Written by Allyssia Alleyne, CNN

Like the clothes we choose and the faces we don’t, our hair (or lack thereof) is a key part of the story we wordlessly tell when we walk into a room. Through cut, style and color, our hair communicates a message about our values and our circumstances, our heritage and our mood — whether we intend it to or not.

For those who are content to tell the same story for an extended period of time, a single hairstyle will suffice. But for those looking to assume a dramatic new identity for a single night, or test the waters before diving in head first with a transformative cut, there are wigs.

Photo from the book “Personas 111” by Tomihiro Kono, with makeup by Chiho Omae. Credit: Sayaka Maruyama

“There are some limits in changing (one’s) own hair because (we) have certain social roles, and it’s hard to go too crazy and adventurous sometimes,” said Japanese hairstylist and wig maker Tomihiro Kono in an email. “A wig can be an option for changing instantly, with no risk.”

Kono has been working with hair for 20 years, styling looks for Vogue, Dazed and W, among other magazines. But he only started creating wigs in 2017, as a way to expand his professional toolbox.

Whereas his usual styling work required the cooperation of a model or client, wig-making has allowed him to let his imagination run wild. No color is ever too bold, no cut too impractical. “Wig-making is like making an artwork as a hair stylist. I can make my imaginary characters,” he explained.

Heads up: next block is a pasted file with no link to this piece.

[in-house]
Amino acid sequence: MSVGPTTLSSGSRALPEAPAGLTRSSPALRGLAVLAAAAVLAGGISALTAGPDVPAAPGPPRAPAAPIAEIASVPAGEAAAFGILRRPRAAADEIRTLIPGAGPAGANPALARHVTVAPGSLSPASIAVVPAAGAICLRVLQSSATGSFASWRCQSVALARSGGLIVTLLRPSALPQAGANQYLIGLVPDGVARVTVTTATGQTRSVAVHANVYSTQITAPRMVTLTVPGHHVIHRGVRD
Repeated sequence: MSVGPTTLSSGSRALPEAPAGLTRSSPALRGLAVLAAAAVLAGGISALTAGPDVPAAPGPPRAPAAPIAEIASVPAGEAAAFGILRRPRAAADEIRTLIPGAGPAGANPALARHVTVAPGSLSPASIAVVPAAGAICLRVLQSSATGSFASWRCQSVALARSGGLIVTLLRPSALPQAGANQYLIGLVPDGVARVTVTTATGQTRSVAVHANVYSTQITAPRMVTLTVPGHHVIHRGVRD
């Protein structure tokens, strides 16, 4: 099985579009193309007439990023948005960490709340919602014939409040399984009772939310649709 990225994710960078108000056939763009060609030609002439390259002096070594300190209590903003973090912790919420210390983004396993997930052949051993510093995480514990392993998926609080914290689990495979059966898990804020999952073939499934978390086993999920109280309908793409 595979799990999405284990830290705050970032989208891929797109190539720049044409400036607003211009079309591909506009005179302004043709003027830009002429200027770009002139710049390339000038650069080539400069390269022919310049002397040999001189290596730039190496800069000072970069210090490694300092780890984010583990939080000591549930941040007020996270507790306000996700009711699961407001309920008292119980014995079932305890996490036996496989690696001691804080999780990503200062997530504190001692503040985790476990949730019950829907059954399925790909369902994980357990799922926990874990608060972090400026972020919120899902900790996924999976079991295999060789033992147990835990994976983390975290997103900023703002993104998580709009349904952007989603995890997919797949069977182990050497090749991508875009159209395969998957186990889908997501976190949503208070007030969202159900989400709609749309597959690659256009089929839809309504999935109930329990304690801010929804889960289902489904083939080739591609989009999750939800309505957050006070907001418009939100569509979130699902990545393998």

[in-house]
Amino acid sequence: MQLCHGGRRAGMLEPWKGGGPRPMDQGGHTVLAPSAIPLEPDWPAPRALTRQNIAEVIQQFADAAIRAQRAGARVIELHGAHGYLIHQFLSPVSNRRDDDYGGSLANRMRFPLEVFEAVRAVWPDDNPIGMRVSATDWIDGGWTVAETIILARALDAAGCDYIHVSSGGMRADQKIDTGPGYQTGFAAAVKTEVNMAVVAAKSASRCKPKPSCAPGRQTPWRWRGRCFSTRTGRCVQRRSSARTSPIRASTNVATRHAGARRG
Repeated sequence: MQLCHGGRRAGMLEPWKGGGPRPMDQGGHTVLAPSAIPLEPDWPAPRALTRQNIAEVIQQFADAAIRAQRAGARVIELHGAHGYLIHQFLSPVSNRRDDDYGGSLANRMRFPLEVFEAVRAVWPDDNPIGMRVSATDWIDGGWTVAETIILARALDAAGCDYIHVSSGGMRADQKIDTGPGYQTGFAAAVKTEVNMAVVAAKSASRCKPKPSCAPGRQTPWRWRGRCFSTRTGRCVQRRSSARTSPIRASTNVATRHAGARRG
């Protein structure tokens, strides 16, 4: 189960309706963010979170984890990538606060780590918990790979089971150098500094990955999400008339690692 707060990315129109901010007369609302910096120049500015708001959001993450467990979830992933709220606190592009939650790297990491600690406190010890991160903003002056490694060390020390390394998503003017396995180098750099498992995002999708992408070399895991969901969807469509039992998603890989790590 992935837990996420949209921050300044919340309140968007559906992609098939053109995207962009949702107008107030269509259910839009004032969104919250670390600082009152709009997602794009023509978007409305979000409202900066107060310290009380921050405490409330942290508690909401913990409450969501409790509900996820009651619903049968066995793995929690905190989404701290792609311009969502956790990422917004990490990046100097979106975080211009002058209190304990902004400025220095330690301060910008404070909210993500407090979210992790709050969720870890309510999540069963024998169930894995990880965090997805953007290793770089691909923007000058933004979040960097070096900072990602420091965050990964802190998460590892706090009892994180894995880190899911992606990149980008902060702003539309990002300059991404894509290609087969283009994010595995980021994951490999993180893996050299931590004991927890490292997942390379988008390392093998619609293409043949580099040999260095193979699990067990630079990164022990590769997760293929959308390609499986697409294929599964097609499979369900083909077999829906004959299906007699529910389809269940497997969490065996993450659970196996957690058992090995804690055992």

Photo from the book “Personas 111” by Tomihiro Kono, with makeup by Chiho Omae. Credit: Sayaka Maruyama

Kono has assembled a cast of these characters in his latest book, “Personas 111.” In it, we see 111 wigs — designed over the course of three years — in different states, first, as works of art, seemingly floating in mid-air (an effect that mirrors the interactive exhibitions Kono stages in Paris and Tokyo), then from behind, on a model’s head. But it’s only when we see them straight on, modeled by androgynous photographer Cameron Lee Phan, that their transformative power becomes clear.

Photo from the book “Personas 111” by Tomihiro Kono, with makeup by Chiho Omae. Credit: Sayaka Maruyama

While Phan’s stoic expression remains virtually unchanged, a brown bowlcut projects a different image than that of a blonde roller set, or a crown of rainbow corkscrews.

Beaded, braided pink hair, swept forward into an extended fringe, conjures a ’90s raver; lacquered black finger waves, a silent film star. Pink-and-purple ombré blown into a wispy halo and a shaggy mullet suggest different riffs on the rockstar, past and future — fitting, considering that Kono cites David Bowie, Blondie and the ’60s mod rock group Small Faces as influences, along with Japanese anime from the ’80s and ’90s, and the natural world.

Photo from the book “Personas 111” by Tomihiro Kono, with makeup by Chiho Omae. Credit: Sayaka Maruyama

In his essay for the book, Kono points back to the fact that wigs have long been a part of the performing arts, and implores readers to embrace them in their own personal storytelling.

“Wigs help us (experience) an instant transformation and discover multiple characters existing within ourselves,” he writes.

“My wigs are artifacts to encourage and foster continuous transformation. So, ask who you want to be, choose your wig, and step into your new life.”

“Personas 111” by Tomihiro Kono, published by Konomad, is out now.



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